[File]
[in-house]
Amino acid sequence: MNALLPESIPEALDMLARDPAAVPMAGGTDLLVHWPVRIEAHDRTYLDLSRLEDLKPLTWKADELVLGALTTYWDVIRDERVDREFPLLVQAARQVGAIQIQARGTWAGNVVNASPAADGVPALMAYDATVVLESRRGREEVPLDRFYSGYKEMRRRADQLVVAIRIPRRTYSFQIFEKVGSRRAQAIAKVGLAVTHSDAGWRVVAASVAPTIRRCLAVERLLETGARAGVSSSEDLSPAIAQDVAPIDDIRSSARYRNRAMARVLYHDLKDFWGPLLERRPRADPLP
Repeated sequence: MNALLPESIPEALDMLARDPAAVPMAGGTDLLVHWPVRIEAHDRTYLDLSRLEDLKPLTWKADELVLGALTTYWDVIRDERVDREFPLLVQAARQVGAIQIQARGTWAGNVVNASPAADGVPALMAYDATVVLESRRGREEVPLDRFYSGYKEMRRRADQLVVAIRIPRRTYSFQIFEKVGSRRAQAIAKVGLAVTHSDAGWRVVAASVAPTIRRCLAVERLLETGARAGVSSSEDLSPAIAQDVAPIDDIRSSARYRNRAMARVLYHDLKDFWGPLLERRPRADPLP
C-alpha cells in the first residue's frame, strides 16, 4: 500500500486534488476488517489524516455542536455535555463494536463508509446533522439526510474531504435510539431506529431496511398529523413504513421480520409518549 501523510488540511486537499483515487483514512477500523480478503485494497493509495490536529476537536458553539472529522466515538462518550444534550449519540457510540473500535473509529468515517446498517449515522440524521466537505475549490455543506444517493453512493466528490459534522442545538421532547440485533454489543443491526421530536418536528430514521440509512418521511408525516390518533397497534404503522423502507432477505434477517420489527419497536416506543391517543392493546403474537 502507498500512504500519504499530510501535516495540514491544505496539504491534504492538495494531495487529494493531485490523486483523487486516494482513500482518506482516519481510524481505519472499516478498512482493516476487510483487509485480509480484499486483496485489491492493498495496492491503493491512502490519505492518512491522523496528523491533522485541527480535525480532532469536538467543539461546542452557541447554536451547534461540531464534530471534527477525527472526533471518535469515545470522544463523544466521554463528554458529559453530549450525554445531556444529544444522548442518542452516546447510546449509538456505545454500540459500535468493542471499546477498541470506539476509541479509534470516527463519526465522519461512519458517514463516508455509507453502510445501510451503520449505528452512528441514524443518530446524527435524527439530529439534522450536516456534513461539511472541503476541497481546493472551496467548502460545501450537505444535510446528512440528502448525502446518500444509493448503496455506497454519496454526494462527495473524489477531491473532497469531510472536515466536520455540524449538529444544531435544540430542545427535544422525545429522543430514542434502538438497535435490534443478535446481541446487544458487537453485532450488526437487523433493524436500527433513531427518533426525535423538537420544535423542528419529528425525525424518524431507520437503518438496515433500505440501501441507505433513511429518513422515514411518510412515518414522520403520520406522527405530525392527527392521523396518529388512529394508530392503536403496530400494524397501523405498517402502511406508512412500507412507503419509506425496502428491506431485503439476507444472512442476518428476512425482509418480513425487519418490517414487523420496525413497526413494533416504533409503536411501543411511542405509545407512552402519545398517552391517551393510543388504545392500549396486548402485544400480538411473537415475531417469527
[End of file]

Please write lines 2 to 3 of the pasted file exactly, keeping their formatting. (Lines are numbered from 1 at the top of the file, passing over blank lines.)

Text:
Amino acid sequence: MNALLPESIPEALDMLARDPAAVPMAGGTDLLVHWPVRIEAHDRTYLDLSRLEDLKPLTWKADELVLGALTTYWDVIRDERVDREFPLLVQAARQVGAIQIQARGTWAGNVVNASPAADGVPALMAYDATVVLESRRGREEVPLDRFYSGYKEMRRRADQLVVAIRIPRRTYSFQIFEKVGSRRAQAIAKVGLAVTHSDAGWRVVAASVAPTIRRCLAVERLLETGARAGVSSSEDLSPAIAQDVAPIDDIRSSARYRNRAMARVLYHDLKDFWGPLLERRPRADPLP
Repeated sequence: MNALLPESIPEALDMLARDPAAVPMAGGTDLLVHWPVRIEAHDRTYLDLSRLEDLKPLTWKADELVLGALTTYWDVIRDERVDREFPLLVQAARQVGAIQIQARGTWAGNVVNASPAADGVPALMAYDATVVLESRRGREEVPLDRFYSGYKEMRRRADQLVVAIRIPRRTYSFQIFEKVGSRRAQAIAKVGLAVTHSDAGWRVVAASVAPTIRRCLAVERLLETGARAGVSSSEDLSPAIAQDVAPIDDIRSSARYRNRAMARVLYHDLKDFWGPLLERRPRADPLP